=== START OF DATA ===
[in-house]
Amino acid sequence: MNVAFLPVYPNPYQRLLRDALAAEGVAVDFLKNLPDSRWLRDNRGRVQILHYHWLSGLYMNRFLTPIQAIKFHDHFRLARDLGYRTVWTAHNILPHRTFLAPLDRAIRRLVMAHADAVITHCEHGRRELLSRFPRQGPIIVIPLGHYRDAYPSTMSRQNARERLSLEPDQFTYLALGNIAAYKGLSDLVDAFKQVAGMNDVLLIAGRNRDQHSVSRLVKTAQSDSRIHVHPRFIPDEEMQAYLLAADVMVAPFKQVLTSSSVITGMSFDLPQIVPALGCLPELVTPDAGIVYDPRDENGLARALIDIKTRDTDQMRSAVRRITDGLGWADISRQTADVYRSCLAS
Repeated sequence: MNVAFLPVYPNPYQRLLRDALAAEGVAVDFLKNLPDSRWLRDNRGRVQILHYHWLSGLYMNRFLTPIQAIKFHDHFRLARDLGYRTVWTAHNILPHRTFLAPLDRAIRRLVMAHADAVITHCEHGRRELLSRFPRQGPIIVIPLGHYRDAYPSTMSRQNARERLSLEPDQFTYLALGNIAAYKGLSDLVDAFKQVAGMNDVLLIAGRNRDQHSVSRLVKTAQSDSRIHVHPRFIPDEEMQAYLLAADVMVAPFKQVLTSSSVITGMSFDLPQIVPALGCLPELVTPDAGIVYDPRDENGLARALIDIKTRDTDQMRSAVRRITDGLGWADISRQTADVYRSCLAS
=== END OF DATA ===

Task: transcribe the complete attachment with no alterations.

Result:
[in-house]
Amino acid sequence: MNVAFLPVYPNPYQRLLRDALAAEGVAVDFLKNLPDSRWLRDNRGRVQILHYHWLSGLYMNRFLTPIQAIKFHDHFRLARDLGYRTVWTAHNILPHRTFLAPLDRAIRRLVMAHADAVITHCEHGRRELLSRFPRQGPIIVIPLGHYRDAYPSTMSRQNARERLSLEPDQFTYLALGNIAAYKGLSDLVDAFKQVAGMNDVLLIAGRNRDQHSVSRLVKTAQSDSRIHVHPRFIPDEEMQAYLLAADVMVAPFKQVLTSSSVITGMSFDLPQIVPALGCLPELVTPDAGIVYDPRDENGLARALIDIKTRDTDQMRSAVRRITDGLGWADISRQTADVYRSCLAS
Repeated sequence: MNVAFLPVYPNPYQRLLRDALAAEGVAVDFLKNLPDSRWLRDNRGRVQILHYHWLSGLYMNRFLTPIQAIKFHDHFRLARDLGYRTVWTAHNILPHRTFLAPLDRAIRRLVMAHADAVITHCEHGRRELLSRFPRQGPIIVIPLGHYRDAYPSTMSRQNARERLSLEPDQFTYLALGNIAAYKGLSDLVDAFKQVAGMNDVLLIAGRNRDQHSVSRLVKTAQSDSRIHVHPRFIPDEEMQAYLLAADVMVAPFKQVLTSSSVITGMSFDLPQIVPALGCLPELVTPDAGIVYDPRDENGLARALIDIKTRDTDQMRSAVRRITDGLGWADISRQTADVYRSCLAS